Dendrite Crystal Sandstone - SOLD 3.42"
Dendrite Crystal Sandstone - SOLD 3.42"
Though they may look like fossil plants, dendrites are incredible and inorganic formations that occur solely due to interactions between physics and geochemistry. These branching patterns are made of manganese oxides and commonly form on the surface of sandstones. As the manganese cools, it crystalizes into thin, tree-like shapes in the same process that creates snowflakes.
This specimen is a 3.42" sandstone showcase piece that has been imprinted with a manganese oxide dendrite in a branching pattern.
📸 A close look at a beautiful dendrite pattern
Dendrites are an incredible and completely natural formation of branching lines and colors. These "branches" are not fossils, but a geologic phenomena. When a mineral is supercooled, it can crystalize on the molecular level into symmetrical patterns. Sometimes, these patterns grow to be visible to the human eye, which we call dendrites.
When anchored around an inclusion, the supercooled material can grow outward in symmetrical but interrupted patterns. This is what gives a dendrite its iconic branches. Another great example is a snowflake, which is actually a dendritic ice crystal.
📸 A Sample Showcase Dendrite
This specimen is a large piece of sandstone which has been imprinted with a manganese oxide dendrite. The branching patterns come in a variety of shapes and colors from black, brown, and orange. These particular dendrites come from Central Europe and are all sold individually.
Each dendrite is shipped in a sturdy carton with an informational card which serves as certificate of authenticity. You can see all the currently available dendrites as well as our dendrite portraits in the collection below.
MORE ABOUT DENDRITES
Our collection contains many fossils in a variety of patterns, colors, and ages. This dendrite, however, is not a fossil. Despite its plant-like appearance, it is a completely inorganic crystal formed through natural mechanisms of physics and geochemistry. Commonly mistaken for fossilized plants, dendrites are actually branching patterns of manganese oxide which have crystalized in unique formations.
Dendrite crystals often appear in sandstone or limestone. These porous rocks are perfect for manganese rich water to travel through, which deposits the mineral within the stone. The manganese then crystallizes well below its solidification point, due to a process called supercooling. The process occurs quite quickly and can cause the crystals to split off and grow outwards in thin branching patterns.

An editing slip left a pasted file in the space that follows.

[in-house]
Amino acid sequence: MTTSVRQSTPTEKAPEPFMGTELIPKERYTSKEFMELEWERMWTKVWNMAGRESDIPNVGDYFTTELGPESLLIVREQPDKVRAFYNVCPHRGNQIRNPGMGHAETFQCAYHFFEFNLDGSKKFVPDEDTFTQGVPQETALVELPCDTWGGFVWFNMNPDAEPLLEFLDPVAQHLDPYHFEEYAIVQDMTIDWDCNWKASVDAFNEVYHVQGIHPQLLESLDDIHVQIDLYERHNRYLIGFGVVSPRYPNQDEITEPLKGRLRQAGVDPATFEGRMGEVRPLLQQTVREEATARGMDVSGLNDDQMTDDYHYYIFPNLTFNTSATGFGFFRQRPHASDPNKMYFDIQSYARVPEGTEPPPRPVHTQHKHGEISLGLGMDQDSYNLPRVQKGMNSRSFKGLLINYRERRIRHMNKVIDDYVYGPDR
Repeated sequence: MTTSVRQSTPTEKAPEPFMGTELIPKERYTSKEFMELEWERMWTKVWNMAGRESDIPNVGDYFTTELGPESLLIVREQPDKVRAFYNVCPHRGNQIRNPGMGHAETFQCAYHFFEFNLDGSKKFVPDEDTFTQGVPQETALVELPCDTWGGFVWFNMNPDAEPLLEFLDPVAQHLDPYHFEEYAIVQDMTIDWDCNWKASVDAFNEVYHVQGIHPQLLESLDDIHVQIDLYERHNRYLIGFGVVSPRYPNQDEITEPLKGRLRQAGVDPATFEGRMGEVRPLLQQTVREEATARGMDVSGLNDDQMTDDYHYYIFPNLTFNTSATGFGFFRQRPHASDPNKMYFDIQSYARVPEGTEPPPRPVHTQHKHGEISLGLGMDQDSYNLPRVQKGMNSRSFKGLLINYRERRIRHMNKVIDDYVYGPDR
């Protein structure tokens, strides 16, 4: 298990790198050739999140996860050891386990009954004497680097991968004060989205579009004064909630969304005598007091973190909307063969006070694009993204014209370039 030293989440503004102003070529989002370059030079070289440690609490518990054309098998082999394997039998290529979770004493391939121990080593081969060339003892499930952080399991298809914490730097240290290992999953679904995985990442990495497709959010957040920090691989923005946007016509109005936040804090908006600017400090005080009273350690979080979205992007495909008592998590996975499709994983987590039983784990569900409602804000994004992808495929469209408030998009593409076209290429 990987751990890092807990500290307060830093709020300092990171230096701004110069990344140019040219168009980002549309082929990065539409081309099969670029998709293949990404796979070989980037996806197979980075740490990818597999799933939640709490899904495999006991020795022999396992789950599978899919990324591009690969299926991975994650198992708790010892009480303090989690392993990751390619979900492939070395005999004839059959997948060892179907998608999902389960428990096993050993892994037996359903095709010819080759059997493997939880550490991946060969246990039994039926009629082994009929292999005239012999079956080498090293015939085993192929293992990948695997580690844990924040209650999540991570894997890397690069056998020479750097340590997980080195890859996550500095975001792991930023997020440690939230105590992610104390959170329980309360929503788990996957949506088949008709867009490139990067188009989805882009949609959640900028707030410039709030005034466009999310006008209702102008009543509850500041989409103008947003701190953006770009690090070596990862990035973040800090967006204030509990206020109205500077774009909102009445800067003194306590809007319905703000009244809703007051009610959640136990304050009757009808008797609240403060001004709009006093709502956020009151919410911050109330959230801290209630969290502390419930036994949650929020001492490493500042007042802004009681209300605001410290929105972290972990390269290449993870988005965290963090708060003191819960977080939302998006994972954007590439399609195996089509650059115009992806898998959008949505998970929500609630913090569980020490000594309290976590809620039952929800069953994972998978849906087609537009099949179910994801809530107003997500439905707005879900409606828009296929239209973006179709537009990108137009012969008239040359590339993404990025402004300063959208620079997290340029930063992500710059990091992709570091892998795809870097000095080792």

These crystals grow until temperature conditions change again, allowing more water to seep and more crystals to then grow, hence the phenomenon’s fractal nature. Over time, the manganese deposits grow in size until they are visible on the stone's surface.
Since this process occurs between rock layers, dendrite crystals are easy to identify and recover, hence their abundant appearance in fossil digs. That also means that they are often confused with fossilized plants. An expert can tell them apart at a glance, but a good rule of thumb is to see if any of the "branches" overlap with one another. A fossil plant may have fallen into the mud and twisted over itself, where a dendrite grows horizontally and rarely intersects.
This phenomenon also appears in many other places, from snowflakes to cooling molten metal. You might even notice it in the frost patterns on your window on a winter morning! ❄️
Front of the Specimen Card
Back of the Specimen Card
McKeown, David A., and Jeffrey E. Post. “Characterization of Manganese Oxide Mineralogy in Rock Varnish and Dendrites Using X-Ray Absorption Spectroscopy.” American Mineralogist, vol. 86, no. 5-6, 2001, pp. 701–713., https://doi.org/10.2138/am-2001-5-611.
Potter, Russel M., and Rossman, George R. "Mineralogy of manganese dendrites and coatings." American Mineralogist, Vol 64, 197, pp. 1219-1226.
“Dendritic Growth in Crystals.” Sandatlas, https://www.sandatlas.org/dendritic-growth-in-crystals/.
Wilson, Mark. “Wooster's Pseudofossil of the Week: Manganese Dendrites from Germany.” Wooster Geologists, 20 Jan. 2013, https://woostergeologists.scotblogs.wooster.edu/2013/01/20/woosters-pseudofossil-of-the-week-manganese-dendrites-from-the-germany/.